We Mourn the Passing of Ted Hood

May 5, 1927 - June 28, 2013

Ted Hood, circa 1990
Legendary designer Ted Hood, circa 1990, at the Little Harbor facility.Courtesy Ted Hood Yachts

Frederick Emmart “Ted” Hood, 86, died on June 28, 2013, leaving behind an enviable legacy of technical innovation, design savvy and sailing skills — and for everyone whose lives he touched, a profound sadness.

Born in Beverley, Massachusetts, Hood grew up in Danvers and Marblehead, and like most top-notch sailors, began sailing at a very early age — honing and embedding the instincts that would carry him to victory in the Marblehead-Halifax Race (1961 and 1971), the Newport-Bermuda Race (1968) and the SORC (1974) aboard a succession of keel-centerboarders christened Robin. Also in 1974, Hood won the America's Cup as skipper of Courageous, beating Australia's Southern Cross 4-0.

Hood's natural affinity for sailing allowed him to see shapes (maybe envision is the better word) differently from his contemporaries. His first boat was an 11-foot dinghy that he designed and built, but more important, he also made the sails for her double-spreader rig. Using his eye for shapes and his feel for performance, he modified those sails again and again until they were perfect. Therein lay a significant chunk of the man's future.

After a stint in the navy during World War II, Hood returned to Marblehead to finish high school and decide in which direction to aim his life. He chose the practical route — a year of study in business administration followed by two years at Wentworth Institute of Technology in Boston learning the business of building and selling houses. During the summers, he recut sails for local yachtsmen and stitched them on a clapped-out sewing machine, soon earning a reputation for genius in sailmaking and design. After Hood graduated from Wentworth, he founded Hood Sailmakers in 1955. The business grew rapidly, thanks, in part, to Hood’s penchant for innovation.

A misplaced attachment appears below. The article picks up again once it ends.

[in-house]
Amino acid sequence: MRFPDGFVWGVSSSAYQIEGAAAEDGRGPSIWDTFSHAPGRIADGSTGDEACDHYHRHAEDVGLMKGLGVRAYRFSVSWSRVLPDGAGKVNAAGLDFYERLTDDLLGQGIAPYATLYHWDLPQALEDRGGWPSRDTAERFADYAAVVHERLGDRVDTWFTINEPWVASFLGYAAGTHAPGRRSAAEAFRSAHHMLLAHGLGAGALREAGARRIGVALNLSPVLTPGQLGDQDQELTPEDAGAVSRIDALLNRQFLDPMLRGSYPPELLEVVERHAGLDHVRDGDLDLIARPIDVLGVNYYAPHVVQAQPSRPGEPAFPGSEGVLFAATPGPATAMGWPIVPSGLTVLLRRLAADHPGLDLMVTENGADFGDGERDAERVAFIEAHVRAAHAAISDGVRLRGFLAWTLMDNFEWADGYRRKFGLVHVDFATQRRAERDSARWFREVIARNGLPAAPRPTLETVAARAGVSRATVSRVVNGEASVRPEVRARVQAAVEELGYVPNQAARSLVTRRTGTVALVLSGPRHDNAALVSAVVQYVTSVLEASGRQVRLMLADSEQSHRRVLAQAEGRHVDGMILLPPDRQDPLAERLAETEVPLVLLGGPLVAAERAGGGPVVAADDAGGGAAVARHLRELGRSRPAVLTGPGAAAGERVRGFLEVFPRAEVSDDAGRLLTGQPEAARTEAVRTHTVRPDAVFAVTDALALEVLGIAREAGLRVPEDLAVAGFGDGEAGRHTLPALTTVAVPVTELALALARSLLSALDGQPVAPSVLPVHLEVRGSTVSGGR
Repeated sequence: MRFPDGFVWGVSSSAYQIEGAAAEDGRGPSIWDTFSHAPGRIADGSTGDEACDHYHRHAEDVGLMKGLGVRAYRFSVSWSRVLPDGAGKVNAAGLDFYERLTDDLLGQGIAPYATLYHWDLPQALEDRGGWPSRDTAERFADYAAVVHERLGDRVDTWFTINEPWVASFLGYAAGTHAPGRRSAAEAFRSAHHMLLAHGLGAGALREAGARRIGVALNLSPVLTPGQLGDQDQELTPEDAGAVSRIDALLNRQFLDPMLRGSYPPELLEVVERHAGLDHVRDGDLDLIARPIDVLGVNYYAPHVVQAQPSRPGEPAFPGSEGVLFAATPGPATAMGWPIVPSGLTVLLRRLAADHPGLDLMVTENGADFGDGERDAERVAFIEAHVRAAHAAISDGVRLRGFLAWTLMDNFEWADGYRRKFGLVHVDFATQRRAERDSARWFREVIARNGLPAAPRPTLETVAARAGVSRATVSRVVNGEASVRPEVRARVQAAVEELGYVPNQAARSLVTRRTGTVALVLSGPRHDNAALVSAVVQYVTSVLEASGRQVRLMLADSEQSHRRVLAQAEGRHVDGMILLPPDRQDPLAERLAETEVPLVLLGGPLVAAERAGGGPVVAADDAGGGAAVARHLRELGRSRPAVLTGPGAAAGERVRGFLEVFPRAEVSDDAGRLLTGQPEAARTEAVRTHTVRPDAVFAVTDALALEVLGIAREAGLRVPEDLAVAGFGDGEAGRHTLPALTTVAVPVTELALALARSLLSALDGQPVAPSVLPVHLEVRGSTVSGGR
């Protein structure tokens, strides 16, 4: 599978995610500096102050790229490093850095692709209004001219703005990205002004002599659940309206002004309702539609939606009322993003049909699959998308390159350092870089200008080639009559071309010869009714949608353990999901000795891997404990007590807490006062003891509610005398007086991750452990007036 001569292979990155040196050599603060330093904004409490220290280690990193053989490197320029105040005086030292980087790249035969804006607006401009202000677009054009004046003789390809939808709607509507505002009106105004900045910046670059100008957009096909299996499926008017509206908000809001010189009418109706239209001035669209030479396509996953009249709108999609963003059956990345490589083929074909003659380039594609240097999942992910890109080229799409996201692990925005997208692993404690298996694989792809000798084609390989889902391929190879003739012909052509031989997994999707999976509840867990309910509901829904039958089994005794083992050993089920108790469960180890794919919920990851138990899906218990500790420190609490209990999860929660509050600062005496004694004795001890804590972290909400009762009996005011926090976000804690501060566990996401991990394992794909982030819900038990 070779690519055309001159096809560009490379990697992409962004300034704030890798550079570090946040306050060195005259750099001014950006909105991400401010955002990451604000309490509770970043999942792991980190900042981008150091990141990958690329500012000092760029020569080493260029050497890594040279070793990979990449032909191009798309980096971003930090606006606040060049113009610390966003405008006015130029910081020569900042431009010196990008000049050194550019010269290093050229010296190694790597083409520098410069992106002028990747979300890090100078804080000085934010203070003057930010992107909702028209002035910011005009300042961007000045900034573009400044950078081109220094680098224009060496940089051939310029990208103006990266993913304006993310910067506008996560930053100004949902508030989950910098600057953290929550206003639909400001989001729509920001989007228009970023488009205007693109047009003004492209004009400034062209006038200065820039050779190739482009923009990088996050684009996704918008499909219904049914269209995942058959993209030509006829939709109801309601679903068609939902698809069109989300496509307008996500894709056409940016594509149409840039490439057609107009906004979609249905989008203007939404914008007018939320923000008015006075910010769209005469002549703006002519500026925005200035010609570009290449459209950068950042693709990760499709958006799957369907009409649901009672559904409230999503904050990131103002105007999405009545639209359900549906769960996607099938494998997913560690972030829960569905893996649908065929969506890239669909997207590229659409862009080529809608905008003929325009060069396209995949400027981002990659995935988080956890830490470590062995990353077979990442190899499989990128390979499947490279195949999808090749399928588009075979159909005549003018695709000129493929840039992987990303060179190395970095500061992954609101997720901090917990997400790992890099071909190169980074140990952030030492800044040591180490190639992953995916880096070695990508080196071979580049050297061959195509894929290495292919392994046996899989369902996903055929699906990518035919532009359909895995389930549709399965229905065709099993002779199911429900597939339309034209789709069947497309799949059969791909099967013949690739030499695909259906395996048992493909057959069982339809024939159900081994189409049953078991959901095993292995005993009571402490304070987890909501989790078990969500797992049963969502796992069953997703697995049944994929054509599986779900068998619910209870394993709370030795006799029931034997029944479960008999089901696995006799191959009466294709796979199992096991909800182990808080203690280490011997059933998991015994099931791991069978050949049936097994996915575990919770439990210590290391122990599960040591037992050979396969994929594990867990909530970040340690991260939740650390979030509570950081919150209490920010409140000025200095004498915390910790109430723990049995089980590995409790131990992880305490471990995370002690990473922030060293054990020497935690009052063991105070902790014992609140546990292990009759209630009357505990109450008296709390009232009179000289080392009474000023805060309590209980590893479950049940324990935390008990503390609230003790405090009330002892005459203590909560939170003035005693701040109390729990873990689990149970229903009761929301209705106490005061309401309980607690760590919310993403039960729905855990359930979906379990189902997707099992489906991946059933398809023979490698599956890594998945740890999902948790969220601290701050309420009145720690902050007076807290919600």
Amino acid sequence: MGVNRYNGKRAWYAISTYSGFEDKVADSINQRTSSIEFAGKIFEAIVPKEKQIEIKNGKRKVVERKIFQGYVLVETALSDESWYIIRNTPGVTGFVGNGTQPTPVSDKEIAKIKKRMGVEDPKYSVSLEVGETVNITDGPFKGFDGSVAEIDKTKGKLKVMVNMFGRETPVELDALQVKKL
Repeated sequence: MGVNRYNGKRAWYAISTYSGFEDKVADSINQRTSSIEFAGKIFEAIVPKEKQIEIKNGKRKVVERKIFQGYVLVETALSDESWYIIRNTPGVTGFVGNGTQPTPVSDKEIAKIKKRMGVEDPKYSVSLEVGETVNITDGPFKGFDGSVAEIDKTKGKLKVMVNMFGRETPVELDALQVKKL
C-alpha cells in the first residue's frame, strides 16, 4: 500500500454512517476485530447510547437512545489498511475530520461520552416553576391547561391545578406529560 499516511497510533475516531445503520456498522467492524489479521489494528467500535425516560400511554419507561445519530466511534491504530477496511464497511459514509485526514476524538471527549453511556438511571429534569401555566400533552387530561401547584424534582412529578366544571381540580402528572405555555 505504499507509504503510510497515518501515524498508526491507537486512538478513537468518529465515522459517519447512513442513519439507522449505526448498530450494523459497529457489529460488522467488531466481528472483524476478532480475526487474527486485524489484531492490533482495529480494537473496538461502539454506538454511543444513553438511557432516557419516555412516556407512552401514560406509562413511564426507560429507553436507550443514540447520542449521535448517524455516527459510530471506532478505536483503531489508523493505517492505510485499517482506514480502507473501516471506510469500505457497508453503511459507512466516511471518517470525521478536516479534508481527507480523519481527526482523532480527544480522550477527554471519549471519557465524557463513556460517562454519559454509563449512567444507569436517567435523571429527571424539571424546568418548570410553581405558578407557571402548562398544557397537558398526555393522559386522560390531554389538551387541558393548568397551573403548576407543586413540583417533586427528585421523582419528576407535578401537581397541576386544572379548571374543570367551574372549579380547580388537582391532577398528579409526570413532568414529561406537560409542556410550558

Dacron sailcloth wasn’t new, but the commercially available material stretched more than Hood liked, and new sails soon lost their shape. The material stretched because it was too loosely woven, so Hood, with the help of his father, engineer Ralph Stedman Hood, developed a tighter weave and produced sailcloth in-house. This cloth was stronger than conventional Dacron and far more durable. The dense weave, laced with brown thread, earned Hood the moniker “Brown-Thread Ted.” He also founded Hood Yacht Systems, and through that company launched the Gemini grooved headstay for racing, the Seafurl headsail furler, the Stoway in-mast roller reefing system — all of which he invented.

Early in the 1980s, Hood sold the yacht systems and sailmaking businesses and focused his attention on designing and building yachts under the Little Harbor name. In 1986, he moved his business to Little Harbor Landing in Portsmouth, Rhode Island, on the site of a World War II Navy fuel depot. Approximately 1,500 yachts of Hood’s design still sail the seas.

Hood’s sheer size, his laconic style and his reputation intimidated me when we met for the first time many years ago. I needn’t have worried, though, because as soon as I asked a question about design, the verbal floodwaters spilled forth. I remember Ted Hood as a gracious, kind and enthusiastic gentleman, and his passing saddens me.